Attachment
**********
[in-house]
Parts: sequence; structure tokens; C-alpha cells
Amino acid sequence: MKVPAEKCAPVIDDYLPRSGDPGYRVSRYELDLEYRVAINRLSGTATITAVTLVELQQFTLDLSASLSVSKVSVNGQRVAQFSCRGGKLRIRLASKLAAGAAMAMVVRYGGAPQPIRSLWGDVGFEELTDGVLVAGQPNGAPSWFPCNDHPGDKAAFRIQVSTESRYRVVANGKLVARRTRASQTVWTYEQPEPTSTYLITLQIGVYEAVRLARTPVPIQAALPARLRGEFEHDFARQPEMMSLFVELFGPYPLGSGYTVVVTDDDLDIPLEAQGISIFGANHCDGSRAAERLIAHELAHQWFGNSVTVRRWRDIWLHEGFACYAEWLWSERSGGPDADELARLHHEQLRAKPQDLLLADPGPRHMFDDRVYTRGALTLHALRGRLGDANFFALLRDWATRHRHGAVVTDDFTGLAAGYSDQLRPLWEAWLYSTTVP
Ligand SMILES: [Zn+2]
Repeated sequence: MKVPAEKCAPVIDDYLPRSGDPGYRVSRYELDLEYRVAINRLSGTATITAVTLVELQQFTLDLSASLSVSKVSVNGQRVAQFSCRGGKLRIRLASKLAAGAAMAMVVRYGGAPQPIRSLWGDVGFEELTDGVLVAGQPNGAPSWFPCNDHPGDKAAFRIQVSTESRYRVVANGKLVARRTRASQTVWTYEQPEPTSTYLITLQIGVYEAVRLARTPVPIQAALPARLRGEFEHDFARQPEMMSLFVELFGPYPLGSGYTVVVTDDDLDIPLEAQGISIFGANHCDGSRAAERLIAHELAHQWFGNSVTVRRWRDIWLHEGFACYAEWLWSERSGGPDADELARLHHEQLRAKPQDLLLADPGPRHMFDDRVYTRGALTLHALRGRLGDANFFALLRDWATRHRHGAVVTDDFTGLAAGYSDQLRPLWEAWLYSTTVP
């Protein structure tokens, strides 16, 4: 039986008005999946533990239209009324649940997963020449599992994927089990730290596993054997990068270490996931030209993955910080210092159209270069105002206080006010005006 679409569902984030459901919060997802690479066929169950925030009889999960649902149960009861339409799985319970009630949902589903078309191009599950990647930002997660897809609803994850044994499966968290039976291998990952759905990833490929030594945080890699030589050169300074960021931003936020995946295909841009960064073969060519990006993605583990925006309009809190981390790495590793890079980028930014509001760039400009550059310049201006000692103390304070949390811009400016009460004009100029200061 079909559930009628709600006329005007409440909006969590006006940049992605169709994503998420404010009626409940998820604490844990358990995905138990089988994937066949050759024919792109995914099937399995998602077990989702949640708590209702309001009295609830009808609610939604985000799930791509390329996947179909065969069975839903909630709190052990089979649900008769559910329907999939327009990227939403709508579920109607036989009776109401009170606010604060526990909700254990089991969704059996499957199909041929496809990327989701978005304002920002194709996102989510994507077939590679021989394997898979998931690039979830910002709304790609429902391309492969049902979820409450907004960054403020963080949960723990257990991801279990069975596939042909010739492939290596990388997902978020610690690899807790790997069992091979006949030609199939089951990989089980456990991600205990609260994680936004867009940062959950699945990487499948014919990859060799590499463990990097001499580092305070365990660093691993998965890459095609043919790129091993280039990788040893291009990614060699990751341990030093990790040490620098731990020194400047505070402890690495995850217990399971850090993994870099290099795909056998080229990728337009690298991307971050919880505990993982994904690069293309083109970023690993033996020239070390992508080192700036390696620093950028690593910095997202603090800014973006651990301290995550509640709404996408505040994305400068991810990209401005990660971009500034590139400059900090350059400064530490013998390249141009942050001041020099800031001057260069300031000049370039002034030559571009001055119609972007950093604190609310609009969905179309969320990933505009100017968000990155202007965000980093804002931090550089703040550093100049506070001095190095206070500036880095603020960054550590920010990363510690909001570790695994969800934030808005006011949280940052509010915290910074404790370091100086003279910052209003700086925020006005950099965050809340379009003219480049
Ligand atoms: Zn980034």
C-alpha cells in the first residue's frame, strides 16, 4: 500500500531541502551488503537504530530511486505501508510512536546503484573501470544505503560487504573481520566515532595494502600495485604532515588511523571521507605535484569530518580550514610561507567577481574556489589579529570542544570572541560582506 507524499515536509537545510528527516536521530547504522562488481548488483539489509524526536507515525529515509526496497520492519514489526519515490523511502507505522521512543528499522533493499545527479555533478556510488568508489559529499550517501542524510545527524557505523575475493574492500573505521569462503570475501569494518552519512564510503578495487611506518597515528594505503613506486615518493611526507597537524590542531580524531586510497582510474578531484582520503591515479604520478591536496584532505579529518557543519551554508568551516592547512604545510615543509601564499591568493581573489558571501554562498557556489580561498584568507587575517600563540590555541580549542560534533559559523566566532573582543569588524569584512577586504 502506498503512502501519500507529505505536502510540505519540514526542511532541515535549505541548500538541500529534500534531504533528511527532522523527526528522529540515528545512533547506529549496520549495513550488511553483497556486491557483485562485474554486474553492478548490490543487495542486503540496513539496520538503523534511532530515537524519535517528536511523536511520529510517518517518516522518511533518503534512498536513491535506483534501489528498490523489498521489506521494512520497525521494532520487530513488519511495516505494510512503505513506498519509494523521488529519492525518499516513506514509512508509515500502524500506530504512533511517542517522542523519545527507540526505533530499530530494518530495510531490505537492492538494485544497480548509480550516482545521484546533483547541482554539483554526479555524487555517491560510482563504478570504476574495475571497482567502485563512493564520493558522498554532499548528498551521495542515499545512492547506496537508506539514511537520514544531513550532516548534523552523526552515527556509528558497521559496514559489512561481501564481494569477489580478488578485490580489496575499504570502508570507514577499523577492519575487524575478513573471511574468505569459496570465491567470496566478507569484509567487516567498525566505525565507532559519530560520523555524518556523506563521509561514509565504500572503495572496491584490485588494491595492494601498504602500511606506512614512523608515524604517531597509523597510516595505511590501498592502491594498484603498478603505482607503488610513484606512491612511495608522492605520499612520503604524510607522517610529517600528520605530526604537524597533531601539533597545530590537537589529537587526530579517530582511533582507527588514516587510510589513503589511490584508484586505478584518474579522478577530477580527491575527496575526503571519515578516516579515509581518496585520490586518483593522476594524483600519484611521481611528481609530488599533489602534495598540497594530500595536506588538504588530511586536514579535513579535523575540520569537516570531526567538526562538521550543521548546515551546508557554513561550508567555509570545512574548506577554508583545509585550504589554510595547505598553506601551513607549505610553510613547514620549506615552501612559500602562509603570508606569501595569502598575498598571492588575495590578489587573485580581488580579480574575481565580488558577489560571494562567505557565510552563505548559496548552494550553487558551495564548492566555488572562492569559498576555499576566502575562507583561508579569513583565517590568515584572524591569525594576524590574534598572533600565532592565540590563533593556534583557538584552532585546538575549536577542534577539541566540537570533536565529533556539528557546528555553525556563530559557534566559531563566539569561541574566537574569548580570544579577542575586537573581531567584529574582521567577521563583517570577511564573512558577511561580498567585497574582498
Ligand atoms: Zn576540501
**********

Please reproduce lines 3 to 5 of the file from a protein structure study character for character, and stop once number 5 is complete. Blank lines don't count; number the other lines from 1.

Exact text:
Amino acid sequence: MKVPAEKCAPVIDDYLPRSGDPGYRVSRYELDLEYRVAINRLSGTATITAVTLVELQQFTLDLSASLSVSKVSVNGQRVAQFSCRGGKLRIRLASKLAAGAAMAMVVRYGGAPQPIRSLWGDVGFEELTDGVLVAGQPNGAPSWFPCNDHPGDKAAFRIQVSTESRYRVVANGKLVARRTRASQTVWTYEQPEPTSTYLITLQIGVYEAVRLARTPVPIQAALPARLRGEFEHDFARQPEMMSLFVELFGPYPLGSGYTVVVTDDDLDIPLEAQGISIFGANHCDGSRAAERLIAHELAHQWFGNSVTVRRWRDIWLHEGFACYAEWLWSERSGGPDADELARLHHEQLRAKPQDLLLADPGPRHMFDDRVYTRGALTLHALRGRLGDANFFALLRDWATRHRHGAVVTDDFTGLAAGYSDQLRPLWEAWLYSTTVP
Ligand SMILES: [Zn+2]
Repeated sequence: MKVPAEKCAPVIDDYLPRSGDPGYRVSRYELDLEYRVAINRLSGTATITAVTLVELQQFTLDLSASLSVSKVSVNGQRVAQFSCRGGKLRIRLASKLAAGAAMAMVVRYGGAPQPIRSLWGDVGFEELTDGVLVAGQPNGAPSWFPCNDHPGDKAAFRIQVSTESRYRVVANGKLVARRTRASQTVWTYEQPEPTSTYLITLQIGVYEAVRLARTPVPIQAALPARLRGEFEHDFARQPEMMSLFVELFGPYPLGSGYTVVVTDDDLDIPLEAQGISIFGANHCDGSRAAERLIAHELAHQWFGNSVTVRRWRDIWLHEGFACYAEWLWSERSGGPDADELARLHHEQLRAKPQDLLLADPGPRHMFDDRVYTRGALTLHALRGRLGDANFFALLRDWATRHRHGAVVTDDFTGLAAGYSDQLRPLWEAWLYSTTVP